MINNEAPOLIS — The duel was over and a younger, unlikely gun by the name of Nick Foles was at the podium in the M.V.P. room. Tom Brady knows that piece of real estate well. He had occupied it — no, owned it — after four superb performances in his five Super Bowl victories.
But now Brady was relegated to the other side of the room, 30 yards away and separated by a bolt of fabric hanging from the ceiling deep inside U.S. Bank Stadium. The news media horde that scuffled and pushed before him was cranky.
How, the reporters asked in a dozen different ways, could the New England Patriots lose to a Philadelphia Eagles team with a backup quarterback?
Brady remained unflappable, just as he had been while throwing for 505 yards and three touchdowns over the previous four hours in a back-and-forth 41-33 loss.
Brady’s head swiveled to a questioner.
“We never had control of the game,” he said.
He looked the next one in the eye.
“They played better than us,” he said.
Then, the grenade was lobbed: “Will you be back next year?”
Brady, 40, let his lip curl into a semi-smile and searched in the vicinity from where it had been tossed.
“I expect to be back, but we’ll see,” he said, trying to beat back his irritation.
Ultimately, he could not.
“It’s 15 minutes after the game ended,” he said. “Have to process this a little bit. Don’t see why I wouldn’t be back.”
There it was out in the open: the question that will consume worried New Englanders throughout the off-season.
Brady did nothing to diminish his standing over 60 minutes of football. Trailing by 22-12 at halftime, he led the Patriots on three straight touchdown drives. He pinpointed his receivers like a sharpshooter at a carnival arcade, beating back the Eagles’ celebrations each time they seemed to have put the Pats away.
There was little doubt during much of the game that Brady was the best player on the field. That’s no knock on Foles, who finished with 373 passing yards and three touchdowns (plus a fourth he caught himself) and who, most important of all, brought Philadelphia its first Super Bowl championship.
Foles all but levitated with joy afterward. He showed up for postgame interviews with his shoulder pads still on and an aw-shucks smile on his face. Heck yeah, he had been nervous.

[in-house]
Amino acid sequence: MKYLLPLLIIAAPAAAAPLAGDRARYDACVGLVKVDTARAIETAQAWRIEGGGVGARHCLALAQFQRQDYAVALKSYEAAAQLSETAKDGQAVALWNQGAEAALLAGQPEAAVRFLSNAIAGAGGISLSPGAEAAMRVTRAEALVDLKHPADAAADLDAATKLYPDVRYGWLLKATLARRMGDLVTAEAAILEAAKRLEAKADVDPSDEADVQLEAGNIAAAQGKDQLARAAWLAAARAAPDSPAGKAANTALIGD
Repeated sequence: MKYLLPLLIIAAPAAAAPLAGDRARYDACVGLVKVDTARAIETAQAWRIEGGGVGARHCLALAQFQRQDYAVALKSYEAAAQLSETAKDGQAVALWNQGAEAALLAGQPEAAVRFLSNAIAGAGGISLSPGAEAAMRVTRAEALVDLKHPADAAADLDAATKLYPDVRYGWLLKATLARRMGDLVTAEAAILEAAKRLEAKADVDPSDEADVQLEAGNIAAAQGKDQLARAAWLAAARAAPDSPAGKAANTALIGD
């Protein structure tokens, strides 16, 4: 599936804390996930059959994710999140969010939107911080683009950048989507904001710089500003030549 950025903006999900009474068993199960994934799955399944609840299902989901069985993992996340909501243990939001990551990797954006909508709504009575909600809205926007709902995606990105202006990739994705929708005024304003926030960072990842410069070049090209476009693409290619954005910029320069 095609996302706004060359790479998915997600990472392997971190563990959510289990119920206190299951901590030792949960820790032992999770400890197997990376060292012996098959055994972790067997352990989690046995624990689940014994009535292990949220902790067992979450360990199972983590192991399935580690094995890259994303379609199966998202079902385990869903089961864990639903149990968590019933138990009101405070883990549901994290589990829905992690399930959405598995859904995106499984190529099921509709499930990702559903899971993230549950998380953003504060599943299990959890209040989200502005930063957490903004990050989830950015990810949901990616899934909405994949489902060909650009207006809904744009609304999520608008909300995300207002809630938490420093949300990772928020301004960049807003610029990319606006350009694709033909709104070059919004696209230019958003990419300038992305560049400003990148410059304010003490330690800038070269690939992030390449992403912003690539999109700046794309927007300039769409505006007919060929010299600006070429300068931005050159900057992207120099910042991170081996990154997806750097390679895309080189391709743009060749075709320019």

“I’ve never been here before,” he said. “So there are normal nerves — you’ve got butterflies. It’s a big game. It doesn’t get any bigger than this. But I felt good, felt calm. I think the big thing that helped me was knowing I didn’t have to be Superman.”
But Foles, 29, was Superman — at least for one day. He knew it, too, and tried to explain how it felt. “Time does stop,” he said.
Don’t tell Brady that.
Brady had prompted the postgame questions about his return by making no secret that he intended to play the game for a long time.
Brady’s embrace of the New Age and his fierce determination to soldier on seem to have had repercussions. He was blamed first for freezing out and then for forcing the midseason trade of his backup and possible heir apparent, Jimmy Garoppolo, to the San Francisco 49ers.
It became a distraction, and because Brady brought on that distraction, he got crosswise with his coach, Bill Belichick, who rules his team with a firm hand. How firm?
Belichick benched cornerback Malcolm Butler here on Sunday, the same Malcolm Butler whose goal-line interception of Russell Wilson three years ago delivered the coach and his team their fourth Super Bowl title.
Why? Belichick refused to say.
It would be foolish to write off the Patriots after this loss to Philadelphia in an extremely well-played game. But the strain was showing.
New England’s usually free-spirited tight end Rob Gronkowski acknowledged that he was considering retirement. He will turn only 29 during the off-season, but he has a long injury history, including a hit to the head in the A.F.C. championship game that sent him to the sidelines and threatened to keep him out of the Super Bowl.
“I am definitely going to look at my future, for sure,” Gronkowski said. “I am going to sit down the next couple weeks and see where I am at.”
Belichick’s staff will certainly undergo a makeover, too; in the next few days, the offensive coordinator Josh McDaniels is expected to be named head coach of the Indianapolis Colts, and the defensive coordinator Matt Patricia was officially announced as the Detroit Lions’ new head coach on Monday.
Leave it to Brady to sum up his and his team’s discomfort.
“Losing sucks,” he said. “If you want to be world champs, you have to play in this game.”
No matter what anyone thinks, he knows time hasn’t run out on him.
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